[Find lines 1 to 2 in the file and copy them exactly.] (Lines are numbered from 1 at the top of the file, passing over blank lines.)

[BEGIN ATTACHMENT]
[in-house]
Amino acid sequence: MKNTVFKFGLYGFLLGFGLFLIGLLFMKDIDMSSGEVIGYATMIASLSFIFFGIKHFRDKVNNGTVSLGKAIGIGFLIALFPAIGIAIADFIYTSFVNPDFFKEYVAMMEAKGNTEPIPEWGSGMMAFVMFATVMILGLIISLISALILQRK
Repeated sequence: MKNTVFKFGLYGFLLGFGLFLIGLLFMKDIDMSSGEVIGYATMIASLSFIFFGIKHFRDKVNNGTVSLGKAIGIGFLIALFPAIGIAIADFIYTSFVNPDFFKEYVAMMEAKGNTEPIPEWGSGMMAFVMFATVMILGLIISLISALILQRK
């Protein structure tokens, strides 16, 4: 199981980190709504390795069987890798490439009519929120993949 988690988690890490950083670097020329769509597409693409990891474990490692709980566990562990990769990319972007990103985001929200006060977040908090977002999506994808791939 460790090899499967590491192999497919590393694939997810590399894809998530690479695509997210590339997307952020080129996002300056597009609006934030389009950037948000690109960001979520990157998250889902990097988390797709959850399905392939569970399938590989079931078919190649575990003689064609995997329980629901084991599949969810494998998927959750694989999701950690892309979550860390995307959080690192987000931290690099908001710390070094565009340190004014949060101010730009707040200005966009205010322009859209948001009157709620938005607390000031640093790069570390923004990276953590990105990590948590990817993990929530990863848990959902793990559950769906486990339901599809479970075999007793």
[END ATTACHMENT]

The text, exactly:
[in-house]
Amino acid sequence: MKNTVFKFGLYGFLLGFGLFLIGLLFMKDIDMSSGEVIGYATMIASLSFIFFGIKHFRDKVNNGTVSLGKAIGIGFLIALFPAIGIAIADFIYTSFVNPDFFKEYVAMMEAKGNTEPIPEWGSGMMAFVMFATVMILGLIISLISALILQRK